Monday, June 22, 2009

Chickens in Hyattsville

This is an update on progress being made to change the current Hyattsville, Maryland, law which prohibits chicken coops within the city limits. So far I've found five other Hyattsville residents who are interested in raising chickens for eggs and I'm striving to find many more. David Hiles, my new Hyattsville Ward 2 city council representative tells me that it may be possible to bring this issue before the city council this coming fall or Spring 2010. He also says I will have to build more community support, then lobby the council for action. I'm beginning to compile material to illustrate how urban chicken coops have worked well in the D.C. area and other nearby, local jurisdictions.

So let's keep our talons crossed! To get you in the mood for starting your own chicken run, take a look at all the great things (I'm personally fond of the "Eglu") at
Photograph credit: National Archives and Records Administration, RG-83, Records of the Bureau of Agricultural Economics, 1876-1959. The photograph was taken in Shelby County, Iowa, in May 1941.

Saturday, June 6, 2009

Perfect bourbon for a perfect mint julep

I've had a request for preparing bourbon for a mint julep. Though, this somewhat off topic for this blog, I think that because green it will be ok. Credit for this idea goes to my wife, Mrs. OSG, who had the idea initially when I started my mint julep kick back ca. 2002. I complained that the drink was only minty if the mint was properly crushed, and even then not as strong as I would like. Did I say that fresh mint is about my favorite flavor?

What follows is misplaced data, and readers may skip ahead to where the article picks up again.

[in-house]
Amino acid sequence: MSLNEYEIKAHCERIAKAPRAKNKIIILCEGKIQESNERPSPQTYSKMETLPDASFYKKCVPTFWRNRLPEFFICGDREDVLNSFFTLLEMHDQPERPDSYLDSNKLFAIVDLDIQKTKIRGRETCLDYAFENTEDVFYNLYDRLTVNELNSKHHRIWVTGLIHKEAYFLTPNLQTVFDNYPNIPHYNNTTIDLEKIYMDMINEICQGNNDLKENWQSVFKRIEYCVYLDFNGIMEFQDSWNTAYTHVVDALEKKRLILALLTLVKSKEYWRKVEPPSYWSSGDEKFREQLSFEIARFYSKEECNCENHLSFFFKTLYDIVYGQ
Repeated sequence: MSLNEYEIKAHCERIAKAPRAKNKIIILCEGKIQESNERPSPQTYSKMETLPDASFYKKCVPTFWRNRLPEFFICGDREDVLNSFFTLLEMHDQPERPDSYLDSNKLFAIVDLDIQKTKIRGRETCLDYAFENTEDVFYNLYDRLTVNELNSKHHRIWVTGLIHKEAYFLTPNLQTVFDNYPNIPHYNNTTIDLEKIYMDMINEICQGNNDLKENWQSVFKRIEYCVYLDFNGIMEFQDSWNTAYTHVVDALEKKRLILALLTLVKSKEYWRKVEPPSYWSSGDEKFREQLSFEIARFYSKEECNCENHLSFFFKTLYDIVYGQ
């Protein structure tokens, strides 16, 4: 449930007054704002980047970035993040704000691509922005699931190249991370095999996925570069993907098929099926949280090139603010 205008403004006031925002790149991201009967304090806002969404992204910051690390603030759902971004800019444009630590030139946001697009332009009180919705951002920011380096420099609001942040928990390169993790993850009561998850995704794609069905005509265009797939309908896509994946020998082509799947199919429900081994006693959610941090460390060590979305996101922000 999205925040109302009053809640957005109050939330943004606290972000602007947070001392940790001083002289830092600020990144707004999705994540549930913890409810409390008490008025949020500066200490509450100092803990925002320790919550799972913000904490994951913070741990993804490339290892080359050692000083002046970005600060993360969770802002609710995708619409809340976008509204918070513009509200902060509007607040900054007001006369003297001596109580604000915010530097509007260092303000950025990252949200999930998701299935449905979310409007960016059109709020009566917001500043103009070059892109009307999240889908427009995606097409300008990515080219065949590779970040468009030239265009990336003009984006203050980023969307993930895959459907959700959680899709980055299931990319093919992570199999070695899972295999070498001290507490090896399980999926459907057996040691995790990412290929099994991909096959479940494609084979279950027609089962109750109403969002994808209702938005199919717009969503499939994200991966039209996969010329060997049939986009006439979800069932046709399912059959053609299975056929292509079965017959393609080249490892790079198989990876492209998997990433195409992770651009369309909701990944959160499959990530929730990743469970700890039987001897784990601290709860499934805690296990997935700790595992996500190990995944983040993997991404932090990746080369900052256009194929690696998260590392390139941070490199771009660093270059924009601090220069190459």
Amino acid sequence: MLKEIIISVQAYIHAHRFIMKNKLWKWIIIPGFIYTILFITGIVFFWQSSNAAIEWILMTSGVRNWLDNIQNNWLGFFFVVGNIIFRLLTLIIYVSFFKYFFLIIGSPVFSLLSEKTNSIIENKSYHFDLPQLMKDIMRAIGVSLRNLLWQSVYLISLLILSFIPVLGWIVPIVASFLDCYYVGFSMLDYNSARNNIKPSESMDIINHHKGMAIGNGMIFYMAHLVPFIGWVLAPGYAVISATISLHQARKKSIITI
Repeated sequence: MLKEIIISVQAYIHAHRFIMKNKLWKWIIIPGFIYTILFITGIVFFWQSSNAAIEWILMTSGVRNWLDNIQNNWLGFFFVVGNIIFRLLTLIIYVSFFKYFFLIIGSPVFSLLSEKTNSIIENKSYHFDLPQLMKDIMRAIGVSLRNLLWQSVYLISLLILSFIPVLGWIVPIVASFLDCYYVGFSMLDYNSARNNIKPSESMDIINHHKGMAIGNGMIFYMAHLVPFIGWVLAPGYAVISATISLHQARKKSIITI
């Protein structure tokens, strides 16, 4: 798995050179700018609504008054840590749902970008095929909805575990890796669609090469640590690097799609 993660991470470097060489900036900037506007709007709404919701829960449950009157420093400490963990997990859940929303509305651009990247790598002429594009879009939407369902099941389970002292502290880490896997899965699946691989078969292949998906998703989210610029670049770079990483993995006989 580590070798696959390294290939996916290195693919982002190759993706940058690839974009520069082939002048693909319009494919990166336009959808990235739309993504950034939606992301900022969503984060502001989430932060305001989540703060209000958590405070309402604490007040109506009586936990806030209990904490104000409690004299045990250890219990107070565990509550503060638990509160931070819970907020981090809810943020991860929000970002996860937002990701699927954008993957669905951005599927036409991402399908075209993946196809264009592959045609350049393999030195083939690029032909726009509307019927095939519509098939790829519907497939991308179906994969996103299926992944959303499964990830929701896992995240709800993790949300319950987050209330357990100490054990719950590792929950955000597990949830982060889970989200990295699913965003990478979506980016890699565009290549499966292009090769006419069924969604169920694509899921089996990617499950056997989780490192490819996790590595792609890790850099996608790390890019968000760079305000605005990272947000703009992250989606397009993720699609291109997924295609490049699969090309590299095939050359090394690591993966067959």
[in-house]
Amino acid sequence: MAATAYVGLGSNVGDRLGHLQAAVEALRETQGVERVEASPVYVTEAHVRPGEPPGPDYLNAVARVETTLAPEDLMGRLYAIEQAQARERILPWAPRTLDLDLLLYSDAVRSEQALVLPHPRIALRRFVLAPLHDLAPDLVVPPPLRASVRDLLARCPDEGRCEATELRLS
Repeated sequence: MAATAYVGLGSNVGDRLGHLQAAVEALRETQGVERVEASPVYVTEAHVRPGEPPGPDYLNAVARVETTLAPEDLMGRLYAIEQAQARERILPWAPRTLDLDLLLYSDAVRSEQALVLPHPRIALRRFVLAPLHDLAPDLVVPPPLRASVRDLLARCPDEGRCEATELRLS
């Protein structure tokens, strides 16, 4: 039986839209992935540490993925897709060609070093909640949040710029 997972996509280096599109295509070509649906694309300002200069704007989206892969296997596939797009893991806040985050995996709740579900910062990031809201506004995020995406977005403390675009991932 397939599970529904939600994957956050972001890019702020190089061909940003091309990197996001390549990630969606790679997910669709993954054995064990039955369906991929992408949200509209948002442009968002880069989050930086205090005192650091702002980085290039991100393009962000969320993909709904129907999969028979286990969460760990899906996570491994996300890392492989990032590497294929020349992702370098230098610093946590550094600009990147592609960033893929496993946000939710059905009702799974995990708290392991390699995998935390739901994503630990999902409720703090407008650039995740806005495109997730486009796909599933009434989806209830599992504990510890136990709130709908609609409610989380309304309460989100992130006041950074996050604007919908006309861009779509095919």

Mrs. OSG simply collected a bunch of fresh mint, crushed it well, then put it in a pitcher and poured in a whole bottle of Maker's Mark. M and M is my favorite bourbon pick, by the way, and I always order by asking for it specifically. I might raise the price of the drink, but its worth it.

Let the crushed mint steep in the pitcher of bourbon for several days. I think we've don as long as a week in the past. This does not harm the taste of the bourbon that we have found, and certainly doesn't mask the sweet bourbon flavor. The mint flavor is secondary, but delightful.

Last step is to strain the mint out of the bourbon and funnel it back into the Marker's Mark bottle. Mark that bottle with a big "MINT" on the label so you will know better before you pour a Bourbon 'n Coke, or ruin a Manhattan.

Mrs. OSG also came up the idea of infusing the simple syrup with crushed mint as well. Did I already say that I like mint? While the simple syrup is heating on the stove, add the crushed mint and let steep as the syrup cools off of the flame. I always opt for simple syrup over white sugar when making my juleps. This means no gritty texture from putting white sugar into a cold beverage.